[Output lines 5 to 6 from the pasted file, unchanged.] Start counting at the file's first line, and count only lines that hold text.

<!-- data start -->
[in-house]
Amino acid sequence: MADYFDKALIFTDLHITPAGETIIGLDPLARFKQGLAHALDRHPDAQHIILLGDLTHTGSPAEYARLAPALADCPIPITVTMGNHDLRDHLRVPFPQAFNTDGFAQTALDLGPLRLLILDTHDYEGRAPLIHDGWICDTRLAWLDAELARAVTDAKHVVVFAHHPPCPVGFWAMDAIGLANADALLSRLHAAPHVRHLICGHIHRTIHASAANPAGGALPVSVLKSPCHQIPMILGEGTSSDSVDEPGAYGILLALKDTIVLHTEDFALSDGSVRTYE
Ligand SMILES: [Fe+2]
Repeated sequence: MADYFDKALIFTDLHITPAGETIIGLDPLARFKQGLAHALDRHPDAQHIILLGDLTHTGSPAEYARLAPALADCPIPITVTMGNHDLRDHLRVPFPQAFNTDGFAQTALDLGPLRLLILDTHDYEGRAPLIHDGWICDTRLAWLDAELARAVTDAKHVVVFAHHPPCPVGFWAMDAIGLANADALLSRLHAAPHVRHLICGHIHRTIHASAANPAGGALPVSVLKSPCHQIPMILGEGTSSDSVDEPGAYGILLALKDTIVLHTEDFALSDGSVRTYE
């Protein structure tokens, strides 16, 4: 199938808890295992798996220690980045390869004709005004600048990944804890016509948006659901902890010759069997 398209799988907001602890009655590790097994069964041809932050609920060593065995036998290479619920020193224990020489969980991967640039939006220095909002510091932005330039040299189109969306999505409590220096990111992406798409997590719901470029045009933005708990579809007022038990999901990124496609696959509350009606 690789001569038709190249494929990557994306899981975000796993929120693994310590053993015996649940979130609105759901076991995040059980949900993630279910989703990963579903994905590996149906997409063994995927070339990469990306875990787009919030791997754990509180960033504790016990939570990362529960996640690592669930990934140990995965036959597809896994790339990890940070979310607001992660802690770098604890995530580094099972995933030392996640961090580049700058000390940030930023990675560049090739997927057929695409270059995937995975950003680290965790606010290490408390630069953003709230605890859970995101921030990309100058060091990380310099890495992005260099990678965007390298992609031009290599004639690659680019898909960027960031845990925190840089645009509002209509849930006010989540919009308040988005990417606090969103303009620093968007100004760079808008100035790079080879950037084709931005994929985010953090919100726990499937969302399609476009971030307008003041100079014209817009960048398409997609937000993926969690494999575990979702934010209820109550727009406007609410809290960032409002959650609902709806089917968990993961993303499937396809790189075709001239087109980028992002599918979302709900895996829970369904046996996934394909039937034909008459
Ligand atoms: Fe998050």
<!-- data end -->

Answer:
């Protein structure tokens, strides 16, 4: 199938808890295992798996220690980045390869004709005004600048990944804890016509948006659901902890010759069997 398209799988907001602890009655590790097994069964041809932050609920060593065995036998290479619920020193224990020489969980991967640039939006220095909002510091932005330039040299189109969306999505409590220096990111992406798409997590719901470029045009933005708990579809007022038990999901990124496609696959509350009606 690789001569038709190249494929990557994306899981975000796993929120693994310590053993015996649940979130609105759901076991995040059980949900993630279910989703990963579903994905590996149906997409063994995927070339990469990306875990787009919030791997754990509180960033504790016990939570990362529960996640690592669930990934140990995965036959597809896994790339990890940070979310607001992660802690770098604890995530580094099972995933030392996640961090580049700058000390940030930023990675560049090739997927057929695409270059995937995975950003680290965790606010290490408390630069953003709230605890859970995101921030990309100058060091990380310099890495992005260099990678965007390298992609031009290599004639690659680019898909960027960031845990925190840089645009509002209509849930006010989540919009308040988005990417606090969103303009620093968007100004760079808008100035790079080879950037084709931005994929985010953090919100726990499937969302399609476009971030307008003041100079014209817009960048398409997609937000993926969690494999575990979702934010209820109550727009406007609410809290960032409002959650609902709806089917968990993961993303499937396809790189075709001239087109980028992002599918979302709900895996829970369904046996996934394909039937034909008459
Ligand atoms: Fe998050």